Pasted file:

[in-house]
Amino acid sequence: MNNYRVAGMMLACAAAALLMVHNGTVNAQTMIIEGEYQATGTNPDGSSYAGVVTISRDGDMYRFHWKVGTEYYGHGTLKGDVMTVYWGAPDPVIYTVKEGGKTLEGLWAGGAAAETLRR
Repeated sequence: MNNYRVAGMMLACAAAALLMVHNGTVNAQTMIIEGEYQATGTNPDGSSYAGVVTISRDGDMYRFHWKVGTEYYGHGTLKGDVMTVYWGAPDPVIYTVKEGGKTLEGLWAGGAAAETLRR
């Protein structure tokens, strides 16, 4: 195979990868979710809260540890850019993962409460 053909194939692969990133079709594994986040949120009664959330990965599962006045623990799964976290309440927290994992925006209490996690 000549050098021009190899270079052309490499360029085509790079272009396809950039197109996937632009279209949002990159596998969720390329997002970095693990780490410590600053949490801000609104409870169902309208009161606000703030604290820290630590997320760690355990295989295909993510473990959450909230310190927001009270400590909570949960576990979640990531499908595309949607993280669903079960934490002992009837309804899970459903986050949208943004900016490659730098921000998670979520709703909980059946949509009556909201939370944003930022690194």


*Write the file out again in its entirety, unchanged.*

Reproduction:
[in-house]
Amino acid sequence: MNNYRVAGMMLACAAAALLMVHNGTVNAQTMIIEGEYQATGTNPDGSSYAGVVTISRDGDMYRFHWKVGTEYYGHGTLKGDVMTVYWGAPDPVIYTVKEGGKTLEGLWAGGAAAETLRR
Repeated sequence: MNNYRVAGMMLACAAAALLMVHNGTVNAQTMIIEGEYQATGTNPDGSSYAGVVTISRDGDMYRFHWKVGTEYYGHGTLKGDVMTVYWGAPDPVIYTVKEGGKTLEGLWAGGAAAETLRR
């Protein structure tokens, strides 16, 4: 195979990868979710809260540890850019993962409460 053909194939692969990133079709594994986040949120009664959330990965599962006045623990799964976290309440927290994992925006209490996690 000549050098021009190899270079052309490499360029085509790079272009396809950039197109996937632009279209949002990159596998969720390329997002970095693990780490410590600053949490801000609104409870169902309208009161606000703030604290820290630590997320760690355990295989295909993510473990959450909230310190927001009270400590909570949960576990979640990531499908595309949607993280669903079960934490002992009837309804899970459903986050949208943004900016490659730098921000998670979520709703909980059946949509009556909201939370944003930022690194």